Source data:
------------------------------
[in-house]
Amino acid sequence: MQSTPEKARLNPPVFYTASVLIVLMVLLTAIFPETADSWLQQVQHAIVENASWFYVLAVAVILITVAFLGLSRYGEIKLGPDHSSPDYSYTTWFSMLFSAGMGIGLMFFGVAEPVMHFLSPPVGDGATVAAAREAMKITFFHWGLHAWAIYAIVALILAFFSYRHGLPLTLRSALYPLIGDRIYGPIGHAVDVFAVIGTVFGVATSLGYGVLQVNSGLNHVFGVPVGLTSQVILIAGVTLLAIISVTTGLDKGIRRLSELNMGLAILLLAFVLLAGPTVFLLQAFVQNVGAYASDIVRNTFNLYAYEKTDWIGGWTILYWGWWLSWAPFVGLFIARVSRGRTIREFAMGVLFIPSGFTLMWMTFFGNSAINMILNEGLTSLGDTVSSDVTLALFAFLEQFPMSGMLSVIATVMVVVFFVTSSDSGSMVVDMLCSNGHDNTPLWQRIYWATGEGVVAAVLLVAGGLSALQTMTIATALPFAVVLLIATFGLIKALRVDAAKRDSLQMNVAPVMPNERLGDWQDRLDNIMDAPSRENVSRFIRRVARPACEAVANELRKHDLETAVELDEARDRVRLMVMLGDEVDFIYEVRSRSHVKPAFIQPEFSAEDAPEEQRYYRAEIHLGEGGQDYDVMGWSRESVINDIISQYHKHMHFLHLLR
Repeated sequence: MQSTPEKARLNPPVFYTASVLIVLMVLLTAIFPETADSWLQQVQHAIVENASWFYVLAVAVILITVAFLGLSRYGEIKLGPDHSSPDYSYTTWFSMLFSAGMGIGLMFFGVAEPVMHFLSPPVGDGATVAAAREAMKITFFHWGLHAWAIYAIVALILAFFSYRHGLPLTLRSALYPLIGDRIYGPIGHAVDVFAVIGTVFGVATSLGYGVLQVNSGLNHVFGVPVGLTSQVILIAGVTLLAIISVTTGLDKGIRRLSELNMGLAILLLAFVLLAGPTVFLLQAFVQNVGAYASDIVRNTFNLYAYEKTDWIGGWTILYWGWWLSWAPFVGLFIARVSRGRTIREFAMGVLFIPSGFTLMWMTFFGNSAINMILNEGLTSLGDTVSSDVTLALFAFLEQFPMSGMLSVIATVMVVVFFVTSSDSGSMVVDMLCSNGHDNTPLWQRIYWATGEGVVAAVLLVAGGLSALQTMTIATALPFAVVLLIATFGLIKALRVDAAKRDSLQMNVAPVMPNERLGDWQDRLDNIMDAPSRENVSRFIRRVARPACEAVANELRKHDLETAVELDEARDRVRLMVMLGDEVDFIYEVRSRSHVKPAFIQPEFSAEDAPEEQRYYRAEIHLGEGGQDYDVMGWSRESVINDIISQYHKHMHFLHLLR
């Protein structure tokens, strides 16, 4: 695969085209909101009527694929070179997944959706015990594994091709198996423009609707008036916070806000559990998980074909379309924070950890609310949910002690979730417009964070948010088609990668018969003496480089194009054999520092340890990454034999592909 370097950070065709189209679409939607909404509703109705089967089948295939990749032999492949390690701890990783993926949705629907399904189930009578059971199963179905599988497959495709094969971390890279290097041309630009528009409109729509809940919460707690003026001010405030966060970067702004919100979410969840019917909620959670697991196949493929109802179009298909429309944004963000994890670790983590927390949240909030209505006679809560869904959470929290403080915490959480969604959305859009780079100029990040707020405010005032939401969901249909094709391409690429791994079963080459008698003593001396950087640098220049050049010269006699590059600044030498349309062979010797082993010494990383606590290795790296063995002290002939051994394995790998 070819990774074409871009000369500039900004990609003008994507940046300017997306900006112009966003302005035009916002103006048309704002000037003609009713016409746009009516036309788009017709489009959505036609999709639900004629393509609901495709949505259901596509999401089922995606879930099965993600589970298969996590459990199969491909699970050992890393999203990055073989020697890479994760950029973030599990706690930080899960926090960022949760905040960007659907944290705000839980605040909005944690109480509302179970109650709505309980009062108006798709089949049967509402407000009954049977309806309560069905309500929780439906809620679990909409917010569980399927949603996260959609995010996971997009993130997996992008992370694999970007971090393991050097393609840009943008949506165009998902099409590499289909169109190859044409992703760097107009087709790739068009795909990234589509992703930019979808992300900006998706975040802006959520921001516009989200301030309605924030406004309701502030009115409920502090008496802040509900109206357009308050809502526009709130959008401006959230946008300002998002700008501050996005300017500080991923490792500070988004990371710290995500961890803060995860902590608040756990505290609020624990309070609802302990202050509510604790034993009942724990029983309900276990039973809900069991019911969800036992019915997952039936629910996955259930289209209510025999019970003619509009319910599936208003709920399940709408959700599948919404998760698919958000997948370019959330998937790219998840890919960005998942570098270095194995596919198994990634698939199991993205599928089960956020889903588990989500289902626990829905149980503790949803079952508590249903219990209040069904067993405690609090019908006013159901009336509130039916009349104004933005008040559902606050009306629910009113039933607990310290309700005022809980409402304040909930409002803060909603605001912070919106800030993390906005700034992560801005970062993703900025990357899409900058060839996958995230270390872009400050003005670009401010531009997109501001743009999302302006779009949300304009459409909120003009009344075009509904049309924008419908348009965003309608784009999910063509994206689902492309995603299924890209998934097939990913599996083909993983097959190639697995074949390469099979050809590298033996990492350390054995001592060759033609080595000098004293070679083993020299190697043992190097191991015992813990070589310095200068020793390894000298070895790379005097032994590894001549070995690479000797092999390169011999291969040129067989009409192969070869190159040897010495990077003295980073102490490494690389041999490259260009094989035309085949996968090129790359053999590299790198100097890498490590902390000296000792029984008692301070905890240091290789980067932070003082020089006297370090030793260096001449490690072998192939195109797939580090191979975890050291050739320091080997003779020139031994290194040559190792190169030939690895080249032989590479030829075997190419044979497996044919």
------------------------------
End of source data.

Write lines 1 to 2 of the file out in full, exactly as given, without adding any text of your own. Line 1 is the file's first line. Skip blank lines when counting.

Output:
[in-house]
Amino acid sequence: MQSTPEKARLNPPVFYTASVLIVLMVLLTAIFPETADSWLQQVQHAIVENASWFYVLAVAVILITVAFLGLSRYGEIKLGPDHSSPDYSYTTWFSMLFSAGMGIGLMFFGVAEPVMHFLSPPVGDGATVAAAREAMKITFFHWGLHAWAIYAIVALILAFFSYRHGLPLTLRSALYPLIGDRIYGPIGHAVDVFAVIGTVFGVATSLGYGVLQVNSGLNHVFGVPVGLTSQVILIAGVTLLAIISVTTGLDKGIRRLSELNMGLAILLLAFVLLAGPTVFLLQAFVQNVGAYASDIVRNTFNLYAYEKTDWIGGWTILYWGWWLSWAPFVGLFIARVSRGRTIREFAMGVLFIPSGFTLMWMTFFGNSAINMILNEGLTSLGDTVSSDVTLALFAFLEQFPMSGMLSVIATVMVVVFFVTSSDSGSMVVDMLCSNGHDNTPLWQRIYWATGEGVVAAVLLVAGGLSALQTMTIATALPFAVVLLIATFGLIKALRVDAAKRDSLQMNVAPVMPNERLGDWQDRLDNIMDAPSRENVSRFIRRVARPACEAVANELRKHDLETAVELDEARDRVRLMVMLGDEVDFIYEVRSRSHVKPAFIQPEFSAEDAPEEQRYYRAEIHLGEGGQDYDVMGWSRESVINDIISQYHKHMHFLHLLR